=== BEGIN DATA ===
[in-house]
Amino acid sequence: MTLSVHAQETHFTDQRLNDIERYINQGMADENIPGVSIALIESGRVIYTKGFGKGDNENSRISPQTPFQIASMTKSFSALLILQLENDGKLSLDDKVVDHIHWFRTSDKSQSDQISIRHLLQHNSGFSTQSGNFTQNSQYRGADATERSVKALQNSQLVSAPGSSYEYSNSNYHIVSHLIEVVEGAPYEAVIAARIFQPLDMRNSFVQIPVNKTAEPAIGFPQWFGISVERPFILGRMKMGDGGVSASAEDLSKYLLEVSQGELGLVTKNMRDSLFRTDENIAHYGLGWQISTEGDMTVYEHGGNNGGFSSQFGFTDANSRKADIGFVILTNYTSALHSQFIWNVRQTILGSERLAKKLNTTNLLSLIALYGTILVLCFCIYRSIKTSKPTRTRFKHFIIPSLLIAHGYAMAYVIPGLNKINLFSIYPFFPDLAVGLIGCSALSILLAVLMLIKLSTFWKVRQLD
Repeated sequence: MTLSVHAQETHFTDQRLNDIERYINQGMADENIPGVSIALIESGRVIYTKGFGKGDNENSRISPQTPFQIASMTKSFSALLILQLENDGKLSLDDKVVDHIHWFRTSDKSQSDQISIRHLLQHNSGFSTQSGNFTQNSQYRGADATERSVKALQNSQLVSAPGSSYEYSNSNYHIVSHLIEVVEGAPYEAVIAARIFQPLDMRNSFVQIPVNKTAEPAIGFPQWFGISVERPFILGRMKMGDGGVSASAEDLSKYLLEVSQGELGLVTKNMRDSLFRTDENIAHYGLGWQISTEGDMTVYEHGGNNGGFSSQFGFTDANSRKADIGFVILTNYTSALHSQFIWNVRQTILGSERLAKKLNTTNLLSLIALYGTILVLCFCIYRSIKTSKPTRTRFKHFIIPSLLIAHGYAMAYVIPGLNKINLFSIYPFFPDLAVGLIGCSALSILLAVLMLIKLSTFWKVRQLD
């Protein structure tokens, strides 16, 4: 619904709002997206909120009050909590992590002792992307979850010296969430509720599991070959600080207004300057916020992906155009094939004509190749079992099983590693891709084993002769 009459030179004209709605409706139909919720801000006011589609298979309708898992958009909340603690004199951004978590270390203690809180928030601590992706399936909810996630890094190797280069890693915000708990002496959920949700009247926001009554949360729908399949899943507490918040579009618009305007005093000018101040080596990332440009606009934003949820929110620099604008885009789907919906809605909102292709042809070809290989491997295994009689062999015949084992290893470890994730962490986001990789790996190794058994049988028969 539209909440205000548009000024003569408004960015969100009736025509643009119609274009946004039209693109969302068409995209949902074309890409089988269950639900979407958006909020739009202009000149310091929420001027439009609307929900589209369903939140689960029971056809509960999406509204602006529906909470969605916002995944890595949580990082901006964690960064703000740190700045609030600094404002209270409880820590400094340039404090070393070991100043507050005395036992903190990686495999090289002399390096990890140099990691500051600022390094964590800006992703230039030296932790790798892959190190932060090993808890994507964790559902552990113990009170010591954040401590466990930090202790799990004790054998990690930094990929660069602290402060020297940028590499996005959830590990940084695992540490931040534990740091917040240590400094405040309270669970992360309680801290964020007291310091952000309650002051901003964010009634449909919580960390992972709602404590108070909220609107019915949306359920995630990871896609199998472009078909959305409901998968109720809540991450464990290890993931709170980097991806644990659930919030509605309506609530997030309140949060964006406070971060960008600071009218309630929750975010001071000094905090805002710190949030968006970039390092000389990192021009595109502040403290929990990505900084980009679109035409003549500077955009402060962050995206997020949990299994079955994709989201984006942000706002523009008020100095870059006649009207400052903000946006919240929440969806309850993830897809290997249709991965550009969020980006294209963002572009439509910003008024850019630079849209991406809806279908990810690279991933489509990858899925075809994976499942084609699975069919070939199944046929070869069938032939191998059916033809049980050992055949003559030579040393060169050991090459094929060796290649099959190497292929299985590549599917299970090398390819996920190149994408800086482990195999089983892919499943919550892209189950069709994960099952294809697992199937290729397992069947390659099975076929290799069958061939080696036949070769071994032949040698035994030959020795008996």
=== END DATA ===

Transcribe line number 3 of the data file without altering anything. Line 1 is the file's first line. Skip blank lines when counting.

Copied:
Repeated sequence: MTLSVHAQETHFTDQRLNDIERYINQGMADENIPGVSIALIESGRVIYTKGFGKGDNENSRISPQTPFQIASMTKSFSALLILQLENDGKLSLDDKVVDHIHWFRTSDKSQSDQISIRHLLQHNSGFSTQSGNFTQNSQYRGADATERSVKALQNSQLVSAPGSSYEYSNSNYHIVSHLIEVVEGAPYEAVIAARIFQPLDMRNSFVQIPVNKTAEPAIGFPQWFGISVERPFILGRMKMGDGGVSASAEDLSKYLLEVSQGELGLVTKNMRDSLFRTDENIAHYGLGWQISTEGDMTVYEHGGNNGGFSSQFGFTDANSRKADIGFVILTNYTSALHSQFIWNVRQTILGSERLAKKLNTTNLLSLIALYGTILVLCFCIYRSIKTSKPTRTRFKHFIIPSLLIAHGYAMAYVIPGLNKINLFSIYPFFPDLAVGLIGCSALSILLAVLMLIKLSTFWKVRQLD